When morning came, all the chief priests and elders of the people plotted against Jesus to put Him to death. And when they had bound Him, they led Him away and delivered Him to Pontius Pilate the governor. Then Judas, His betrayer, seeing that He had been condemned, was remorseful and brought back the thirty pieces of silver to the chief priests and elders, saying, “I have sinned by betraying innocent blood.” And they said, “What is that to us? You see to it!” Then he threw down the pieces of silver in the temple and departed, and went and hanged himself. But the chief priests took the silver pieces and said, “It is not lawful to put them into the treasury, because they are the price of blood.” And they consulted together and bought with them the potter’s field, to bury strangers in. Therefore that field has been called the Field of Blood to this day. Then was fulfilled what was spoken by Jeremiah the prophet, saying, “And they took the thirty pieces of silver, the value of Him who was priced, whom they of the children of Israel priced, and gave them for the potter’s field, as the Lord directed me.” Now Jesus stood before the governor. And the governor asked Him, saying, “Are You the King of the Jews?” Jesus said to him, “It is as you say.” And while He was being accused by the chief priests and elders, He answered nothing. Then Pilate said to Him, “Do You not hear how many things they testify against You?” But He answered him not one word, so that the governor marveled greatly. Now at the feast the governor was accustomed to releasing to the multitude one prisoner whom they wished. And at that time they had a notorious prisoner called Barabbas. Therefore, when they had gathered together, Pilate said to them, “Whom do you want me to release to you? Barabbas, or Jesus who is called Christ?” For he knew that they had handed Him over because of envy. While he was sitting on the judgment seat, his wife sent to him, saying, “Have nothing to do with that just Man, for I have suffered many things today in a dream because of Him.” But the chief priests and elders persuaded the multitudes that they should ask for Barabbas and destroy Jesus. The governor answered and said to them, “Which of the two do you want me to release to you?” They said, “Barabbas!” Pilate said to them, “What then shall I do with Jesus who is called Christ?” They all said to him, “Let Him be crucified!” Then the governor said, “Why, what evil has He done?” But they cried out all the more, saying, “Let Him be crucified!” When Pilate saw that he could not prevail at all, but rather that a tumult was rising, he took water and washed his hands before the multitude, saying, “I am innocent of the blood of this just Person. You see to it.” And all the people answered and said, “His blood be on us and on our children.” Then he released Barabbas to them; and when he had scourged Jesus, he delivered Him to be crucified. Then the soldiers of the governor took Jesus into the Praetorium and gathered the whole garrison around Him. And they stripped Him and put a scarlet robe on Him. When they had twisted a crown of thorns, they put it on His head, and a reed in His right hand. And they bowed the knee before Him and mocked Him, saying, “Hail, King of the Jews!” Then they spat on Him, and took the reed and struck Him on the head. And when they had mocked Him, they took the robe off Him, put His own clothes on Him, and led Him away to be crucified.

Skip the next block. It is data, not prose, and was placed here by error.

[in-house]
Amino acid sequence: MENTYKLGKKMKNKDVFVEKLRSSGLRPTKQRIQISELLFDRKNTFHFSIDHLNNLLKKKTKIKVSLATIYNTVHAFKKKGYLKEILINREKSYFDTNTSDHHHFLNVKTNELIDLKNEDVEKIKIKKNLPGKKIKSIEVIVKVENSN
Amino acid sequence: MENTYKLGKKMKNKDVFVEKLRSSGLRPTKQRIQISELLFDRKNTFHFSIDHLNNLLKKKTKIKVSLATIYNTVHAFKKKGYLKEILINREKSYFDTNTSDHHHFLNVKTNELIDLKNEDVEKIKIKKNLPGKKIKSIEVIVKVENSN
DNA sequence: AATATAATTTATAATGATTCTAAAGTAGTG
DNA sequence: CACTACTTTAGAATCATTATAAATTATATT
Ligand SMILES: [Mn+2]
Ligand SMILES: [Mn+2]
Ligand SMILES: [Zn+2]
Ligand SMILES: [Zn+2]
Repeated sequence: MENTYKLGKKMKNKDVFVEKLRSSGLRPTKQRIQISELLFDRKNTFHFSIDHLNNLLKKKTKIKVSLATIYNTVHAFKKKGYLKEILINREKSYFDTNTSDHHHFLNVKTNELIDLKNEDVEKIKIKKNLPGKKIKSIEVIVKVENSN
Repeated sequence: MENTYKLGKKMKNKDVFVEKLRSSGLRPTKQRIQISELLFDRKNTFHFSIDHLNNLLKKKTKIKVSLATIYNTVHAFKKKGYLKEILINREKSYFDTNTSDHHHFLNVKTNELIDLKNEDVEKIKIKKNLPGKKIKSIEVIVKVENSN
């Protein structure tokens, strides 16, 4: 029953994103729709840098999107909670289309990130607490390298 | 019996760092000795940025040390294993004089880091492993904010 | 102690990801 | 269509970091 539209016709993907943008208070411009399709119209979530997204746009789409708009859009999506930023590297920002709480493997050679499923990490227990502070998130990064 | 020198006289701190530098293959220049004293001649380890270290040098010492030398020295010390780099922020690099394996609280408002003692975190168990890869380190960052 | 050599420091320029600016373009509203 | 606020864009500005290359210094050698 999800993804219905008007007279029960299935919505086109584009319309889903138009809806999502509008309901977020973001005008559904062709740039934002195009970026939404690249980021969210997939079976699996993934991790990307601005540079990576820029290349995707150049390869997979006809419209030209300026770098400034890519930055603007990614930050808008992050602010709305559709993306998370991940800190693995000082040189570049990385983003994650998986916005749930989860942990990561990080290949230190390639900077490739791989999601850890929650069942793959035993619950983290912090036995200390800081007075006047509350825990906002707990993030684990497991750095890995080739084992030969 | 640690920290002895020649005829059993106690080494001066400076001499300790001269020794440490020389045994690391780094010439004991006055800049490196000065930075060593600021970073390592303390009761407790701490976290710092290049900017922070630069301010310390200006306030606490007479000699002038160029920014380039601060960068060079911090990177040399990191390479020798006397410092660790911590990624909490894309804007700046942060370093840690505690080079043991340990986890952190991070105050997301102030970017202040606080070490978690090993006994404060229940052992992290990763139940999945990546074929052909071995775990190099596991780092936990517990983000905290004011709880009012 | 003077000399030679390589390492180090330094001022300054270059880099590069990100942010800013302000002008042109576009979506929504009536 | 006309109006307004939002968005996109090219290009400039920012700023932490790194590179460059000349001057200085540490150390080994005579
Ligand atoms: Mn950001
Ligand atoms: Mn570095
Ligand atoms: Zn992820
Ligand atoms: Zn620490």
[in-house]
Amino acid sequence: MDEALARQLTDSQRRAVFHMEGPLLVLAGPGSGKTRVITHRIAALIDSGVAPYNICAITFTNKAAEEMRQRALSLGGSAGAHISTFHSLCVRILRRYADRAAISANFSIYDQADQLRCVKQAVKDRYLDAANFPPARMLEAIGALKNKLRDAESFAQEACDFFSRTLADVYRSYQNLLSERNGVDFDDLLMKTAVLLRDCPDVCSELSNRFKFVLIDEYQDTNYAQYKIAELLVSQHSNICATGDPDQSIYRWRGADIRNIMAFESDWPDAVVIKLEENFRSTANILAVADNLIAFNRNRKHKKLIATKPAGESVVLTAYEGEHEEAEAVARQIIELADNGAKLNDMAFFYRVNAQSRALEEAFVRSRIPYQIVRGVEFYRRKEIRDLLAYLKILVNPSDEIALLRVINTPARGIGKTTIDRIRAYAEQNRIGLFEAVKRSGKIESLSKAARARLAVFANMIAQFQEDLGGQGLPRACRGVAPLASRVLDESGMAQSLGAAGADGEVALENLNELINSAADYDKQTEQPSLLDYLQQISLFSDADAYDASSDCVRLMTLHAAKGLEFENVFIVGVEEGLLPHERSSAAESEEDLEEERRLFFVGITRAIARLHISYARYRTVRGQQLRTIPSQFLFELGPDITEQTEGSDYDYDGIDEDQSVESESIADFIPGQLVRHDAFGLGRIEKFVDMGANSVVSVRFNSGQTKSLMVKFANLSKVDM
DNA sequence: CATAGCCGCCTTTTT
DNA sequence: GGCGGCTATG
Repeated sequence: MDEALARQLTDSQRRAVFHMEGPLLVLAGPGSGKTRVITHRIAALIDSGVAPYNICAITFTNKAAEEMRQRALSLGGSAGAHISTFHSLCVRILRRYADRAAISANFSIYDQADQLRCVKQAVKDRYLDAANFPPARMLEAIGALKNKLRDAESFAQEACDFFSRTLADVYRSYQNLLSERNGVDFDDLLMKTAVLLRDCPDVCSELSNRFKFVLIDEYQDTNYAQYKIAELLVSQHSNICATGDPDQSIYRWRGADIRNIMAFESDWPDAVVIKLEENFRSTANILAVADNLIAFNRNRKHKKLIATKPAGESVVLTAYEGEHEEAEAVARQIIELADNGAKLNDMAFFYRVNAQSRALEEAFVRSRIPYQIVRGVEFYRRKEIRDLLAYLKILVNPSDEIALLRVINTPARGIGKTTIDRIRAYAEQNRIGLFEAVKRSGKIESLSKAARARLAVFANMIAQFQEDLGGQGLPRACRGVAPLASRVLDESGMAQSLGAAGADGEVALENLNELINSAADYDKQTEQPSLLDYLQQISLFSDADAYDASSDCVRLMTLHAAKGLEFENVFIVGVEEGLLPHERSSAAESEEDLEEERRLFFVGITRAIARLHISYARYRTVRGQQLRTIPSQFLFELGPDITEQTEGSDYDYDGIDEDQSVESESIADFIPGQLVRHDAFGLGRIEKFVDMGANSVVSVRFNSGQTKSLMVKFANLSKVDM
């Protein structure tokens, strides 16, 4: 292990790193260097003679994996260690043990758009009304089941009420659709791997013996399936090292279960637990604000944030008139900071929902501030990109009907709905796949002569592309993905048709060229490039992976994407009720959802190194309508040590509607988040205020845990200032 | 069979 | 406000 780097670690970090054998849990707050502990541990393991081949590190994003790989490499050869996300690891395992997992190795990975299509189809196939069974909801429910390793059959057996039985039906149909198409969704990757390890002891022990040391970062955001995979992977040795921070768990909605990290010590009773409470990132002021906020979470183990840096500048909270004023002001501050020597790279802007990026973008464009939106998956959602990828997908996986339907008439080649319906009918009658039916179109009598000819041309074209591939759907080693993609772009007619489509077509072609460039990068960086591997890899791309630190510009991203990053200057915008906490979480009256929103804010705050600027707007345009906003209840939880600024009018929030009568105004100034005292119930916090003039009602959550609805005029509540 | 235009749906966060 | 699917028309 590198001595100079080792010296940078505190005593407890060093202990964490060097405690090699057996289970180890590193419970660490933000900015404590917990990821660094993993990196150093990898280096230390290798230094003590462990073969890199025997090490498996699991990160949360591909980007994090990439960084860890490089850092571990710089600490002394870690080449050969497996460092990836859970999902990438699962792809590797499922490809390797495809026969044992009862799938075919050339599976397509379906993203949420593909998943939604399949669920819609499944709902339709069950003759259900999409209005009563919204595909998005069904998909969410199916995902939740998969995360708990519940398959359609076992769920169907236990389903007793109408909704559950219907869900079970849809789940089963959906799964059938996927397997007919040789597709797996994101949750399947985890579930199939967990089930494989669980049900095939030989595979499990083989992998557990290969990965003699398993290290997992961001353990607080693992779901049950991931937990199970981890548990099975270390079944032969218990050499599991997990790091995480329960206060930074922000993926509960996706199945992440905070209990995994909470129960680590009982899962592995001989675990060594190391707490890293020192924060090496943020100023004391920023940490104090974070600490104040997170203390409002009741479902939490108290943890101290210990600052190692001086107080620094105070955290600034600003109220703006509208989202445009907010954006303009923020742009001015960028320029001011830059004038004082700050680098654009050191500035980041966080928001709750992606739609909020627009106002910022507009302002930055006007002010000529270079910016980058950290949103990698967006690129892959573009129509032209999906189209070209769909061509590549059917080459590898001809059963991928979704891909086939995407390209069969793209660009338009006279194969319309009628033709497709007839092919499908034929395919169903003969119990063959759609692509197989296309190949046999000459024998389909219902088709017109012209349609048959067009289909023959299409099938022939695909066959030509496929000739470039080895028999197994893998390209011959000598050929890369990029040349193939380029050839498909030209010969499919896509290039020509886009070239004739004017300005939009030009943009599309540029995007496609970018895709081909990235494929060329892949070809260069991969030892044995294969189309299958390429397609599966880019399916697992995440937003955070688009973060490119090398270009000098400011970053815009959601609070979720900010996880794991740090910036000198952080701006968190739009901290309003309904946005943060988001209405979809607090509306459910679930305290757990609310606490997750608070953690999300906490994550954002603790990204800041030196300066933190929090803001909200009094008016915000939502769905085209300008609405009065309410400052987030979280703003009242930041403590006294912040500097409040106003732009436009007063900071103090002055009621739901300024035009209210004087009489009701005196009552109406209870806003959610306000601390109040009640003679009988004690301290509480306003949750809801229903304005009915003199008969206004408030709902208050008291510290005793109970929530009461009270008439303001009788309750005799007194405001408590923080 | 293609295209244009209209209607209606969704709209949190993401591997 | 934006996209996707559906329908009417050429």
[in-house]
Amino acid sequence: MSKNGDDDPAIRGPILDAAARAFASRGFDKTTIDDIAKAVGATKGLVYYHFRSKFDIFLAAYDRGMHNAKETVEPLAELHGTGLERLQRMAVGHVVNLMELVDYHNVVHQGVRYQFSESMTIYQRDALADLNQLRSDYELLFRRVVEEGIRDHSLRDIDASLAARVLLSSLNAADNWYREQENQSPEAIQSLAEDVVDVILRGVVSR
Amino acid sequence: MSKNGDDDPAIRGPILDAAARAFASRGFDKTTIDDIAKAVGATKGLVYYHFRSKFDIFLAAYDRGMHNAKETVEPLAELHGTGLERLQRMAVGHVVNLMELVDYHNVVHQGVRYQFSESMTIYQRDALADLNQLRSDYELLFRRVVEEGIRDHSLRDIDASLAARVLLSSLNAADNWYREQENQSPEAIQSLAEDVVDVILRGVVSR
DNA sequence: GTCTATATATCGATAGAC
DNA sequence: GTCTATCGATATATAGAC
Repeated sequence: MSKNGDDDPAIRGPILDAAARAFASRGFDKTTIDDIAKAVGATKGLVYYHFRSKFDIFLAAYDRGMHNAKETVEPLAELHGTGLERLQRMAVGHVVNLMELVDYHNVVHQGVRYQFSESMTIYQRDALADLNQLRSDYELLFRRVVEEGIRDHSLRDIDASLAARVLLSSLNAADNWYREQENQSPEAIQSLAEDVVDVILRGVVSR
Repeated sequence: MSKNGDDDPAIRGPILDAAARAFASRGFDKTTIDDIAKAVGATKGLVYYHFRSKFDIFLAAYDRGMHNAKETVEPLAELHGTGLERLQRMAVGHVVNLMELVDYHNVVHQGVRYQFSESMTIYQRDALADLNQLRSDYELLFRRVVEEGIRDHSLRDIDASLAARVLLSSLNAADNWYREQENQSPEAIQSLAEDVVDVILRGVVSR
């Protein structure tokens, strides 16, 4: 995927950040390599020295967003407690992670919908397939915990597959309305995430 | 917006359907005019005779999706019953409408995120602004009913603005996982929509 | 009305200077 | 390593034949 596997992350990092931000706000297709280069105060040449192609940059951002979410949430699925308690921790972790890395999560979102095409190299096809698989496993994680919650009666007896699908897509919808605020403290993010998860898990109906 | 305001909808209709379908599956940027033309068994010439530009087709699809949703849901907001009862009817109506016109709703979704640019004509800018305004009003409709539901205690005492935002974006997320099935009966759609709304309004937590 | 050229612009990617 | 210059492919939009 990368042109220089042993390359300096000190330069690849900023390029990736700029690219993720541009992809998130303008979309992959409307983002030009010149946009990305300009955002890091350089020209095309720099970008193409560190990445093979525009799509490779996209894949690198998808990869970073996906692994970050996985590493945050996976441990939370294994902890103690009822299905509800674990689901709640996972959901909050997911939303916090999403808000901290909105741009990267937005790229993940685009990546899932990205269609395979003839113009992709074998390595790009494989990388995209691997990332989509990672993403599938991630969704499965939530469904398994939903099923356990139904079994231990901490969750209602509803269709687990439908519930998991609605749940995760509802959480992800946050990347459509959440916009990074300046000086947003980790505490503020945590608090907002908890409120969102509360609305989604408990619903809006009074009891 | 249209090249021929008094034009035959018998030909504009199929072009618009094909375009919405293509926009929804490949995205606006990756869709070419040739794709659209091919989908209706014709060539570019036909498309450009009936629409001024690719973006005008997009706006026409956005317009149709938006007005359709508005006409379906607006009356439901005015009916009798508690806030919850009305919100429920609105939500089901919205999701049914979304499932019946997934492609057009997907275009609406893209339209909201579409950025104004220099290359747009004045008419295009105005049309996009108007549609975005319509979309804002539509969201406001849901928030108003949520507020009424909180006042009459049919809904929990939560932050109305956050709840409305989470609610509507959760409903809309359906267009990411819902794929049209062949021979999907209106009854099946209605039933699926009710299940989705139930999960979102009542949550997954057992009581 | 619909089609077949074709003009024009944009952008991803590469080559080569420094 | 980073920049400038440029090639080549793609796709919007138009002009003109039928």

Lord Jesus, the judgments of men against You were merciless. You were innocent and they were guilty but You took the punishment. It was only the beginning of Your suffering; You were on Your way to Calvary. Lord, I am as guilty as any of the Temple guards or the Roman soldiers. I have been as wrong as the councils of Caiaphas or the courts of Pilate. Yet, now I stand before You as if I had never sinned, so thorough and complete is Your forgiveness! Thank You, O faultless One! Amen and Amen.

I Find No Fault In Him
Words and Music: Andrea Crouch

I find no fault in Him.
I find no fault in Him.
Yet He was rejected
Despised of men
But I find no fault in Him.

They led Christ to Calvary
But He never said one word.
Just the cries of lost sinners
Was all the Savior heard.
And then they pierced Him in the side
And His blood came streaming down.
And that’s how he purchased my salvation
And I find no fault in Him.

I find no fault in Him.
I find no fault in Him.
Yet He was rejected
Despised of men
But I find no fault in Him.

Semper Reformanda!
Stephen Phifer

© 2018 Stephen R. Phifer All Rights Reserved

Semper Reformanda!
Stephen Phifer

© 2018 Stephen R. Phifer All Rights Reserved